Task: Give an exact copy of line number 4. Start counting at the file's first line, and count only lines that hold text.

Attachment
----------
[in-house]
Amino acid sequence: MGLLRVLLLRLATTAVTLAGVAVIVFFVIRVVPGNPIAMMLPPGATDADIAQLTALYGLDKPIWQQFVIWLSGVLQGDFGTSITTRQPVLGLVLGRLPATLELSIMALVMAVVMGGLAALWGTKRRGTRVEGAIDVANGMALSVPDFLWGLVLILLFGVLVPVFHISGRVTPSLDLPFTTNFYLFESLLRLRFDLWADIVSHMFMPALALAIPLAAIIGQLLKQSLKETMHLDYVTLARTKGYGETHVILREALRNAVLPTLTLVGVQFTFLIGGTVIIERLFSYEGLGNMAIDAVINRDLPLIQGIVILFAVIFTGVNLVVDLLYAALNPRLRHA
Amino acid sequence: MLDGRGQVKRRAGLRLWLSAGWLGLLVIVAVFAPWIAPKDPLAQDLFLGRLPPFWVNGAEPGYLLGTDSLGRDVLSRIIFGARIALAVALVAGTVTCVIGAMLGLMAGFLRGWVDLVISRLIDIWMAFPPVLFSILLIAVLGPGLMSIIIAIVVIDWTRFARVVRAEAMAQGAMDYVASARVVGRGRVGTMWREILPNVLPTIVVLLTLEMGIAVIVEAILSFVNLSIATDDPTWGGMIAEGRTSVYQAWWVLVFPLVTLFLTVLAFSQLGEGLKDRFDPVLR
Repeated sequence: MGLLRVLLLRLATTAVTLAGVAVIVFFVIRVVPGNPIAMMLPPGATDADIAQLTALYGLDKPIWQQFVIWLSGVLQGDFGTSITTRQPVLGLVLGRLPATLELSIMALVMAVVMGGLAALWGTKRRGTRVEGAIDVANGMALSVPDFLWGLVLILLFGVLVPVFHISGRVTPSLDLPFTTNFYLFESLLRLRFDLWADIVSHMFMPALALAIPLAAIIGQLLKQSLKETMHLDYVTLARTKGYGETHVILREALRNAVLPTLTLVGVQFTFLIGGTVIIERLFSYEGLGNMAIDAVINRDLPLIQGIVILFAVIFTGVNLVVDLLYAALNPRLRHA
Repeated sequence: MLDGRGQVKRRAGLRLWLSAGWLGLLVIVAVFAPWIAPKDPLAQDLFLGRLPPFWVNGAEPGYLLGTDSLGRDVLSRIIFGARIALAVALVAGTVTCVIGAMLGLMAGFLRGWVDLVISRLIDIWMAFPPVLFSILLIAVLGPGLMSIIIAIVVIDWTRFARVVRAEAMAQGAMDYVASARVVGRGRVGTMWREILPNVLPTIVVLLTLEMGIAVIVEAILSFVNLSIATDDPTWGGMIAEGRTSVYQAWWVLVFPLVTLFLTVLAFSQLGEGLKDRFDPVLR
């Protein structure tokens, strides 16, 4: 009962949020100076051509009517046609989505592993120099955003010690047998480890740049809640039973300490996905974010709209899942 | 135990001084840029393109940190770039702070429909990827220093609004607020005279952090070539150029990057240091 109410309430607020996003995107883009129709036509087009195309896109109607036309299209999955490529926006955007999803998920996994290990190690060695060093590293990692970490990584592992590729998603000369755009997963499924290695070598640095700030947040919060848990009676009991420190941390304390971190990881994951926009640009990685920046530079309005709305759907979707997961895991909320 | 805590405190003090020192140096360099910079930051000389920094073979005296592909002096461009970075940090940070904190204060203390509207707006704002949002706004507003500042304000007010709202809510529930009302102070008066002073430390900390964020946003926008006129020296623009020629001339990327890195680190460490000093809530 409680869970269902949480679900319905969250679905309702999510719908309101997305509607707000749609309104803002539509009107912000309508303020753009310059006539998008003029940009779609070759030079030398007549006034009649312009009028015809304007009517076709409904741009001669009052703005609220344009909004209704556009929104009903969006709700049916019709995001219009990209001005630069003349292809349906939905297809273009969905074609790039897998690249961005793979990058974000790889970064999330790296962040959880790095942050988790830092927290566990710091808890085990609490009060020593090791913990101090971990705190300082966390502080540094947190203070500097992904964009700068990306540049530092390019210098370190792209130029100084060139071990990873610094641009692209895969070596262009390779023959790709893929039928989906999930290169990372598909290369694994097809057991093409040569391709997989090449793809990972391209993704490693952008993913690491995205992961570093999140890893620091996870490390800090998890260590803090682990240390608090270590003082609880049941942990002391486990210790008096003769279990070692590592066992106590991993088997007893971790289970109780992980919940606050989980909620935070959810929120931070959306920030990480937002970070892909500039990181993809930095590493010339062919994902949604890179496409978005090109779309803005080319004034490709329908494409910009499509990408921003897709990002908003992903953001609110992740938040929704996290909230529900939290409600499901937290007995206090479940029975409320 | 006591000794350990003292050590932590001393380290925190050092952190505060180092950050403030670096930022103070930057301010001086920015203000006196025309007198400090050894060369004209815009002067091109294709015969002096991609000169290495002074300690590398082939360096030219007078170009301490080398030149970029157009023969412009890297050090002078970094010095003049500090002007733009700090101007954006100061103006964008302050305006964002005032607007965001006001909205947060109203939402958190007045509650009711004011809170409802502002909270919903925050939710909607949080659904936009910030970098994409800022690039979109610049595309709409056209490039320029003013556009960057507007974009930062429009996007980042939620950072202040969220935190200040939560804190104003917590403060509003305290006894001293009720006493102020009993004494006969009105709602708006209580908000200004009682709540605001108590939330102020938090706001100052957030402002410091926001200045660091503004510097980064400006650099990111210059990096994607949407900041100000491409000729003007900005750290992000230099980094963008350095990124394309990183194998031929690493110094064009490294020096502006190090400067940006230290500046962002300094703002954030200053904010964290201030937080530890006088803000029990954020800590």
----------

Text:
Repeated sequence: MGLLRVLLLRLATTAVTLAGVAVIVFFVIRVVPGNPIAMMLPPGATDADIAQLTALYGLDKPIWQQFVIWLSGVLQGDFGTSITTRQPVLGLVLGRLPATLELSIMALVMAVVMGGLAALWGTKRRGTRVEGAIDVANGMALSVPDFLWGLVLILLFGVLVPVFHISGRVTPSLDLPFTTNFYLFESLLRLRFDLWADIVSHMFMPALALAIPLAAIIGQLLKQSLKETMHLDYVTLARTKGYGETHVILREALRNAVLPTLTLVGVQFTFLIGGTVIIERLFSYEGLGNMAIDAVINRDLPLIQGIVILFAVIFTGVNLVVDLLYAALNPRLRHA